Lucky Duck HD 2.0 Remote

The new 2.0 HD is a little larger than the older versions.  The new features are a remarkable addition to any decoy spread; marsh, timber, or field.  Note the dongle (receiver adapter) allows early versions of LD decoys to also use this new technology.

Technology enhances our waterfowl hunting.  Every new item that comes out does so with that in mind.  Lucky Duck continues this idea with the introduction of their HD 2.0 Remote following the earlier release of the HD remote.  The two are compatible in that they can operate Lucky Duck’s HD receivers, but the new 2.0’s offer multiple channels.  

I did a previous article here on remotes last January, but at the time the new 2.0 version was not available.  Now we have some incredible options.  First, the new remote will indeed operate all your older Lucky Duck receivers (only using one channel).  You still have the option of an on/off and an intermittent timer.  The newest version however takes all this several steps further.

The 2.0 version operates with three independent channels, is water-resistant, has a much faster sync program capability, and has an all-stop button to quiet all motion at once.  So with one remote you can operate and control different decoying features or control the same decoy with different remotes (different channels).  On one channel you can run an agitator, on another a spinner, and on another a surface motion decoy.  Here are examples of each:

Programming in the new 2.0 is simplified across channels A and B.  All you have to do is set your receiver to match channels A and B and they are synchronized automatically.  You can add as many motion decoys to your spread as you like.  Programming is so easy, but note a 2.0 receiver is required for all decoys synching to your new 2.0 transmitters. 

Both the older (left) and newer (right) receivers are compatible with older decoys.  Otherwise, they are plug and play and the dongle is removed.

The third channel “P” is a variable channel using the older synchronizing technology as the former version of the remotes.  The design purpose is to ensure no cross-interference from other transmitters that might be operating in the area.  Because this method uses a randomly generated code, no two transmitters can be on the same channel.  This still allows additional receivers with motion decoys to be synchronized to that channel.  To sync the decoys you will:

1. Slide the channel selector switch to P on the receiver and transmitter.
2. Turn the decoy on. The motor shaft should be spinning.
3. Press and hold the black sync button on the receiver. The light on the receiver will turn on and the motor will stop.
4. While pressing the black sync button on the receiver, press and hold the “On” button on the remote transmitter.  The light on the transmitter should turn on. Release both buttons. The transmitter and receiver are now programmed. To test programming, press the “On” button on the transmitter. The motor should spin.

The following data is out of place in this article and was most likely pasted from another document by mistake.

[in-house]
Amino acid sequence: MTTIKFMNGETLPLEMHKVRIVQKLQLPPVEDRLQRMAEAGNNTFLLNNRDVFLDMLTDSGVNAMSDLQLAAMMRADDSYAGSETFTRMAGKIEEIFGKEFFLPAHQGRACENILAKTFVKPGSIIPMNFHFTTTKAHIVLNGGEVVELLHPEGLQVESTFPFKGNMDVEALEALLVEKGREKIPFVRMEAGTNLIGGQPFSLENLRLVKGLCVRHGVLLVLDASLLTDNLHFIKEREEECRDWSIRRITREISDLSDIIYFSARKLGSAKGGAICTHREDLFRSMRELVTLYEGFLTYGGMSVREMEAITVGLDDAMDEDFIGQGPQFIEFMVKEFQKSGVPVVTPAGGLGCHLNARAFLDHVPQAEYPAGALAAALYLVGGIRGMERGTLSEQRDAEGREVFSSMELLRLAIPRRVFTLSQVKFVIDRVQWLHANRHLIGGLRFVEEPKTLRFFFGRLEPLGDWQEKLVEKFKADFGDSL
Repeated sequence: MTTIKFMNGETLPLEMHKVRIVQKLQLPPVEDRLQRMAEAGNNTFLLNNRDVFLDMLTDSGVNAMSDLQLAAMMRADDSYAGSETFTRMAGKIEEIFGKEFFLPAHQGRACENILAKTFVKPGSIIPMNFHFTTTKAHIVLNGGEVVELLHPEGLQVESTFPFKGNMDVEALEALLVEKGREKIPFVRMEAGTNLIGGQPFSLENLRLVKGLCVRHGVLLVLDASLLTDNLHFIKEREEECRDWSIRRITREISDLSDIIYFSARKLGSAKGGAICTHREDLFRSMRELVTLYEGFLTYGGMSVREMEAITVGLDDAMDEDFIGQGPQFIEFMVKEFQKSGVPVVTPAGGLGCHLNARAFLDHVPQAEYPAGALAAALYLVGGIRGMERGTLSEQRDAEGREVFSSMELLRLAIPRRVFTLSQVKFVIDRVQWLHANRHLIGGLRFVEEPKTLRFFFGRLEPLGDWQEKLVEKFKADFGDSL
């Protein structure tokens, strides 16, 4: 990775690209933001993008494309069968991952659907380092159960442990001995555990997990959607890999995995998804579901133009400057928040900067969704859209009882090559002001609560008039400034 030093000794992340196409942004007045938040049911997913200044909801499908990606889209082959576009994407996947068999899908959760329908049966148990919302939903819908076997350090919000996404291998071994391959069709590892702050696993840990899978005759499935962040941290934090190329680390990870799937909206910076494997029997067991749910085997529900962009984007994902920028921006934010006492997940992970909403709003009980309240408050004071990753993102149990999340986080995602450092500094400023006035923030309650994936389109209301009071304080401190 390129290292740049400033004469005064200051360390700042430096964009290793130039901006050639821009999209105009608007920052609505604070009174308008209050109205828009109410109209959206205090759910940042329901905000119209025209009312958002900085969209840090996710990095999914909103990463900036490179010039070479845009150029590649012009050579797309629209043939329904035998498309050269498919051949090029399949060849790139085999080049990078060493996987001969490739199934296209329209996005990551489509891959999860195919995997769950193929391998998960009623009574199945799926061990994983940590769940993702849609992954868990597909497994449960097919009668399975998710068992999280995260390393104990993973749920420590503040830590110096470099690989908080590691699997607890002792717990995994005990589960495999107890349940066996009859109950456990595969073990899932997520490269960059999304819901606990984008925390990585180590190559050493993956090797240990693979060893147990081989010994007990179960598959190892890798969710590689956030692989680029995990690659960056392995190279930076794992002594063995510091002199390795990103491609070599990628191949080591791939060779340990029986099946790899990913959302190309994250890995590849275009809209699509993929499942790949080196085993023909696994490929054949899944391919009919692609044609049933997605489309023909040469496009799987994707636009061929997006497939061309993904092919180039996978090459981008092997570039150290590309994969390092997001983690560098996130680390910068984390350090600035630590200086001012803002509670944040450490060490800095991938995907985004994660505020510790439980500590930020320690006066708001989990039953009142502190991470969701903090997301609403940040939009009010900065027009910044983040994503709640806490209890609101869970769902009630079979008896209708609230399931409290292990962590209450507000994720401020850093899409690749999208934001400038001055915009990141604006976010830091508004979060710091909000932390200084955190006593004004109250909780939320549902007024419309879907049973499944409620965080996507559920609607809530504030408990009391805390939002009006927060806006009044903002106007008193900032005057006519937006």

There is a difference between how the 2.0 HD remote and older remotes operate decoys.  The newer 2.0 have the ability to allow multiple transmitters to operate the same decoys, while older versions allow only one remote to operate decoys.  The benefit here is other hunters in your group can control the decoys.  It puts multiple eyes and responses to the decoy action.  Inevitably, some may or may not see birds giving others the option of controlling motion across the entire spread, or you can have a separate person control only spinners, while another controls flappers or even agitators. 

Finally, the older version of receivers will have to be manually synchronized to transmitter channels A, B, and P while older transmitters will only sync to channel “P”.

The three channels represent huge options for versatile motion spreads with three separate channels of which on uses a randomly generated code.

Previous versions of the transmitters did not include an on/off switch.  This was later included and now in the 2.0 version, it is integrated with the intermittent timer switch. 

The last two versions of LD transmitters included an off-and-on switch.  This is protective of possibly placing your remote and having the button pushed thus killing the battery while in your blind bag.  Both versions use CR2032 battery.
The newer version of 2.0 HD puts multiple channels, “all-stop” and intermittent timing on one water-resistant transmitter. 

The overall versatility of having multiple decoys on one remote is enhanced by its 300’ range and wide spectrum of frequencies operating the transmitter and remote.  In effect not much chance of crossing over channels with others in the marsh.  I have discussed how motion works, but having a 300’ range allows hunters to use the motion to not only draw in ducks but also to re-route and deflect ducks to your spread. 

It is also important to note that even though three channels exist that does not mean only three decoys can be synchronized.  A large group of agitators in the spread all on one channel while another group of spinners can be on another channel.  

Instructions for programming 2.0 Remote
Pt 2 of Instructions for Programming 2.0 Remote

MSRP: $59.99

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About the author: David R. Vaught, Ph.D. began hunting waterfowl at a young age due to his father being a waterfowl biologist for the Missouri Department of Conservation. Today he hunts both public and private waterfowl grounds and is always working on something related to waterfowl throughout the year. He loves to turkey hunt and fish for walleye and crappie in the spring. David is a university professor, holds an NRA Level II coaching certification and works with youth in trap and skeet shooting in the summer with his annual trap-shooting academy.

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